“We have optimized our print-on-demand capabilities for this fabric, so when someone orders it for mask-making, they can maximize the number of masks, which also limits waste fabric,” he says. “Our goal here is to get as many masks as possible from a yard of fabric. Right now that is around 12 masks.
“We’ve transformed our print operations and cut-and-sew facility to support this initiative. Leveraging our proprietary textile technology, we can ensure that fabric printed for mask-making is optimized to produce the largest number of masks per yard while minimizing waste and offers the template printed directly on the fabric.”
To enable social distancing, Spoonflower relocated its sewing team into its office, since its office staff has been working from home since March 18.
Jones said Spoonflower is ramping up production daily as it begins to allocate more resources.
“We know the greatest asset we have is our global community of 4.5 million makers,” Jones said. “Mobilizing this passionate and talented group of people will be key to get masks into as many hands as possible. Since the program launched on March 30th, 715 yards have been purchased by our community for mask making which equates to an estimated 8,580 masks, and this number grows by the day.”
Spoonflower is ramping up production daily as it begins to allocate more resources to this effort.
Spoonflower also put a call out to its 220 employees to help with sewing and donated what minimal scrap, or flawed in production fabric, it has to support their efforts.
Jones said it’s eye-opening to hear directly from those in need. Spoonflower has requests for more than 5,000 masks and the numbers grow every day.
“We receive emails from nurses who have lost co-workers to COVID-19 because they don’t have the right equipment,” he said. “Doctors are intubating patients without any protection. Hearing these stories fuels us every day and we hope others will continue to join us in this mission to get equipment into the hands of our brave healthcare workers.”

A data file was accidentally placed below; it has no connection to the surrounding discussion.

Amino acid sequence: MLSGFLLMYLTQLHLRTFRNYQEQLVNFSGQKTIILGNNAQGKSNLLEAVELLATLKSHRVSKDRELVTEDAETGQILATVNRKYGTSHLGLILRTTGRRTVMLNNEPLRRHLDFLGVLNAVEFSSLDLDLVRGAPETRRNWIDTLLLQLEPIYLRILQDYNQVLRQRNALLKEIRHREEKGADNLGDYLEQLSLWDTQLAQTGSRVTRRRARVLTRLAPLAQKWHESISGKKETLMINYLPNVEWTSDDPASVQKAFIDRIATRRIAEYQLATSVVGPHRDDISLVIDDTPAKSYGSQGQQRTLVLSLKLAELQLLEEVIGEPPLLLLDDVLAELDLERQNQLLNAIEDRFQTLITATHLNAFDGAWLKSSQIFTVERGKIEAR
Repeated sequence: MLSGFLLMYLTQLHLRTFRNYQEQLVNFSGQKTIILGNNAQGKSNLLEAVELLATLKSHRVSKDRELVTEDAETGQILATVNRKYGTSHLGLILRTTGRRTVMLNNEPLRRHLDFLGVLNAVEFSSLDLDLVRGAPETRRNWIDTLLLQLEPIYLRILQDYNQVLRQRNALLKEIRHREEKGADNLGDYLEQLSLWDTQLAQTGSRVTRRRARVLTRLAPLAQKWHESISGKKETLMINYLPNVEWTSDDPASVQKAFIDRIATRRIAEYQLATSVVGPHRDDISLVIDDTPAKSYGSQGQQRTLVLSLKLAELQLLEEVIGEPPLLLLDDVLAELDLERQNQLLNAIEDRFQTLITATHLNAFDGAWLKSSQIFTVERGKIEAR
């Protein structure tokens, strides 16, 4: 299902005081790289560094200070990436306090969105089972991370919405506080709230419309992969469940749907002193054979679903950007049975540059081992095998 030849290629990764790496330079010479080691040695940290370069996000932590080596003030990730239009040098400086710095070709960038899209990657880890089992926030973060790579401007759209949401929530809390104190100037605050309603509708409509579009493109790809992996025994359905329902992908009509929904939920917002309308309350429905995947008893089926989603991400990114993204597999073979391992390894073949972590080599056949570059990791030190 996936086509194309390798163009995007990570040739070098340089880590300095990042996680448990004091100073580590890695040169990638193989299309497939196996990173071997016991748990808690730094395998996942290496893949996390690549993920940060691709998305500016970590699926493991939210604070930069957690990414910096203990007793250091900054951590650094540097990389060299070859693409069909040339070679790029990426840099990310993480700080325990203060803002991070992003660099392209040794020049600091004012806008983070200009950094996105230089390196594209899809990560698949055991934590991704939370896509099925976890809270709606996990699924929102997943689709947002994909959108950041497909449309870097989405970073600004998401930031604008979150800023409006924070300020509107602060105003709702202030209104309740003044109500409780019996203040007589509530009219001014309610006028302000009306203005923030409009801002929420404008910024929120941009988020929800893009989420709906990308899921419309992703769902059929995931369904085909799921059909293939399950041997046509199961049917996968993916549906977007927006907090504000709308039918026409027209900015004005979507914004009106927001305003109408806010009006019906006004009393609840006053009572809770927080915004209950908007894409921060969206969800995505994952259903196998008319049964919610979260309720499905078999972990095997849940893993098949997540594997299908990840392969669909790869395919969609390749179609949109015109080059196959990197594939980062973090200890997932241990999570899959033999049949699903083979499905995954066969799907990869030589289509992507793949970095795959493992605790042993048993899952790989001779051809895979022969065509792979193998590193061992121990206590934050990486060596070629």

Greenwood Mills, Greenwood, S.C., is producing face masks and gowns for non-medical use in hospitals, nursing homes and other facilities. The face mask is two plies of a 65/35 polyester/cotton twill with a 100 percent polyester fusible lining holding them together. The gown is made on one ply of the 65/35 with a water-repellent application.
“In normal circumstances, we are working with belt loop, rivet machines and double-needle machines to produce our denim garments,” said Greenwood President Jay Self. “However, to make this PPE, our team has shifted production to our single-needle machines, of which they are all trained to use.”
Self said the company’s first week of production will result in about 30,000 masks. At full capacity, it will have the ability to produce 500,000 masks and 300,000 gowns per week, with flexibility depending on the demand of the products.
“Greenwood Mills has been weaving fabrics for more than 125 years and has been supported by our community for just as long,” Self said. “Now, when our community is most in need, we knew we had a responsibility to help. We are glad to be a part of the solution to ensuring those on the frontlines of this health crisis have what they need to stay safe and healthy, so they can serve the most vulnerable.”
Self said Greenwood is fortunate that its corporate offices were designed to give each person a private work area, which allows for social distancing. At its factory, Greenwood is spreading out machines, creating distance between workers, he added.